Just taken delivery of this utterly brilliant limited-edition poster by Rob Ball, creative director of the Partners by day, Super Illustrator Guy by night.

It features Rob’s interpretations of 50 bad-ass baddies from the movies, and comes complete with a niftily designed key, so you can tell who’s who and what film they appeared in. Each face is beautifully observed and rendered, and the printing detail is so good, you’d swear you’re looking at the real thing.

Last year, I commissioned Rob to draw the chimps for totalcontent’s typewriting monkey posters, and he tells me, this has reawakened his inner illustrator. Off to the framers tomorrow. Rob’s baddies will rub shoulders in the studio with a couple of Barnbrooks, a Peter Grundy and a Mark Denton.

You can round up some of your own villains by ordering a poster from here. But hurry, he’s only printed 50 of the blighters. Click on the image for a closer look.

More years ago than I care to remember, I was between jobs and — through a friend of a friend — ended up working a few weeks on that most eminent publication ‘A Taste of Safeway’ magazine. This, I can assure you, was purely a temporary wolf-from-door measure.

The gig’s highlight was probably interviewing professional Scouser and sexpert Margi Clarke about what she had stashed in her fridge (pasta ready meals, Cadbury’s Creme Eggs and a bottle of Jacob’s Crack [sic], for the record). She may have thought I was “dead posh”, but we got on pretty well, particularly after I mentioned I was a great admirer of her husband, punk artist Jamie Reid.

However, this was also around the time ‘A Taste of Safeway’ was putting its Christmas issue to bed, and I was also roped in to doing a spot of (free) modelling, playing the part of a busy dad, getting some shopping together for his family.

Imagine my stinging embarrassment a couple of months later when I was at an über-cool design agency touting for some copywriting work. Right there on one of the Vitra desks was said publication, open on the offending spread showing me laden down with seemingly half a Safeway store, a colander and a teddy bear. Hold that pose and smile please.

By way of explanation, this is part of Nick Asbury’s Creative Amnesty for Creative Review — jobs/projects you’d rather not own up to.

Parp, parp. I’m the kind of person who just about knows one end of a car from the other. You certainly wouldn’t catch me waxing lyrical about alloy wheels or torque. Or watching Top Gear.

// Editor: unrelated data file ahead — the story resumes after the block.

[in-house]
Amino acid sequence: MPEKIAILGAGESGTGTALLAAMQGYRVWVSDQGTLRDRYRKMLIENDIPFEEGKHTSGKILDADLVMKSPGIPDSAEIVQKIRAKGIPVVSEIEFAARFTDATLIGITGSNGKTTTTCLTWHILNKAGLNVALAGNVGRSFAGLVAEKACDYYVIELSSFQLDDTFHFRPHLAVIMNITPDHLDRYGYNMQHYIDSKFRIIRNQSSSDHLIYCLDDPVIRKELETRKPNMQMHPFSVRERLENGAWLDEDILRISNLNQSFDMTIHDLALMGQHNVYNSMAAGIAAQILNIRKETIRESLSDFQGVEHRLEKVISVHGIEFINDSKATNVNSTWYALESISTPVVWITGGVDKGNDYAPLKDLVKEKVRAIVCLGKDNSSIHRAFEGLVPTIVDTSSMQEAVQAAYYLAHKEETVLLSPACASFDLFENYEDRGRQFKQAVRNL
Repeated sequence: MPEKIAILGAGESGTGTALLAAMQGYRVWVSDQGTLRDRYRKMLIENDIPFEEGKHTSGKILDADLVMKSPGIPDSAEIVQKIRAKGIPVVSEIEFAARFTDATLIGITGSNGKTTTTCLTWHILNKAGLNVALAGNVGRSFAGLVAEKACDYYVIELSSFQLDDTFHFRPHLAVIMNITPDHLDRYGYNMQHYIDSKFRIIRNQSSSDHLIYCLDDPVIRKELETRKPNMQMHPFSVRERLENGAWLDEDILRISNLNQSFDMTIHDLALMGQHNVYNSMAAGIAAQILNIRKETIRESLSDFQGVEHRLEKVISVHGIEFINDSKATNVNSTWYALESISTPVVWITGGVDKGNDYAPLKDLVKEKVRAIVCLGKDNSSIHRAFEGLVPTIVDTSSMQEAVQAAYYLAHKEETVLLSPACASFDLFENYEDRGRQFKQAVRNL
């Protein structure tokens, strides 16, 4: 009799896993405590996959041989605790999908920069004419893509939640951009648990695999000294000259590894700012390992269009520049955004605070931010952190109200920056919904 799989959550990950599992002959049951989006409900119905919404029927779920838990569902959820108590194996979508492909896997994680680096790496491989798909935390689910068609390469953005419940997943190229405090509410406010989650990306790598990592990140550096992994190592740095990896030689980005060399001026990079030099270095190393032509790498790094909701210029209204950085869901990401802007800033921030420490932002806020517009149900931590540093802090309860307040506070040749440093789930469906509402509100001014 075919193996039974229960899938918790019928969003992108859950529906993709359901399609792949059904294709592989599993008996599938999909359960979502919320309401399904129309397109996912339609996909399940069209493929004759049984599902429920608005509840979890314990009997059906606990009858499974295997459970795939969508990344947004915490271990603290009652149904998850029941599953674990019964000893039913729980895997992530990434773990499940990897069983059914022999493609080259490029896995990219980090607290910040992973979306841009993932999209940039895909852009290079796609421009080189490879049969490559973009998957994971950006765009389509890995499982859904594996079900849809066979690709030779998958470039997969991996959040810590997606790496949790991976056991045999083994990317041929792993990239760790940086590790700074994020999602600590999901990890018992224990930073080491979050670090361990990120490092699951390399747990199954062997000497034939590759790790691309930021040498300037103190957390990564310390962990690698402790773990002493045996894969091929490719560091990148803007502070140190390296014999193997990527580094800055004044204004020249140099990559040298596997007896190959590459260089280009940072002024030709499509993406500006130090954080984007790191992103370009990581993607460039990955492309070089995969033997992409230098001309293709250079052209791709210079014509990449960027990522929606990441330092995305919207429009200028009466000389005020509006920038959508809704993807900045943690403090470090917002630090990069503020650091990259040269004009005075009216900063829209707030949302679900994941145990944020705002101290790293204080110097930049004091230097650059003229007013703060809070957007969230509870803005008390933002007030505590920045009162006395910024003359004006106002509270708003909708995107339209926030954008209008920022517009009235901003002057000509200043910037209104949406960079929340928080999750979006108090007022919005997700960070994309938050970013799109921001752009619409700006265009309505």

That’s why I’d given the Heritage Motor Centre at Gaydon a wide berth, despite it being a mere 10-minute ride from the totalcontent studio. However, they’d recently laid on a one-off exhibition called ‘Science Fiction at the Movies’, which promised plenty of Star Wars and Dr Who relics — the kind of thing my boys are deeply into. And we had friends coming for the weekend, so it seemed an ideal opportunity to check the place out.

Parked in the middle of a former RAF base, in the middle of nowhere, the imposing circular building looks like a covert high-security government headquarters. You might expect to find all kinds of Roswell-like experiments going on in there, but actually it’s packed with over 200 significant British cars — from decidedly the humble, to land-speed record breakers and James Bond stalwarts. But it’s not at all fetishistic or petrol-heady. In fact, the place offers more of a social and cultural history, the outer perimeter representing a road travelling through time, with the earliest cars at one end, gradually making way for more contemporary fare.

For me — apart from the astonishing FAB 1, Lady Penelope’s pearly-pink wheels from the 2004 live-action Thunderbird’s movie — the great revelation was the trove of retro type and ephemera. The place was chock full of posters, ads, signage, logos and hand-rendered typography. I found myself slavishly photographing walls, grilles and odd bits of lettering, and reminding myself not to be so closed-minded in future. Particularly loved a poster for Dunhills’ Bobby Finders, glasses-cum-binoculars which promised to “spot a policeman at half a mile even if disguised as a respectable man”.

Cars, whether we like it or not, are a telling symbol of progress and popular culture. With headlights on full beam, Gaydon took us on a nostalgic and occasionally quirky tour of Britishness through the ages. I’ll be jumping into my car with a better camera for a return visit soon.

A recent poster we worked on for GAP through ycn passed the ultimate test and now hangs proudly on our studio wall. It was a lovely customer giveaway marking a hugely ambitious 3D paper installation in GAP’s Milan superstore, created specially for Milan Furniture Week, which you can read all about here.

 were asked to come up with no more than 50 words to express the sights, sounds and smells of city life. These were then beautifully hand-lettered and illustrated by Jamie Brown, and sit on one side of a poster explaining the genesis and development of the paper sculpture project.

It’s our second collaboration with ycn, whose quirkiness, imaginative flair and tireless championing of illustration we love.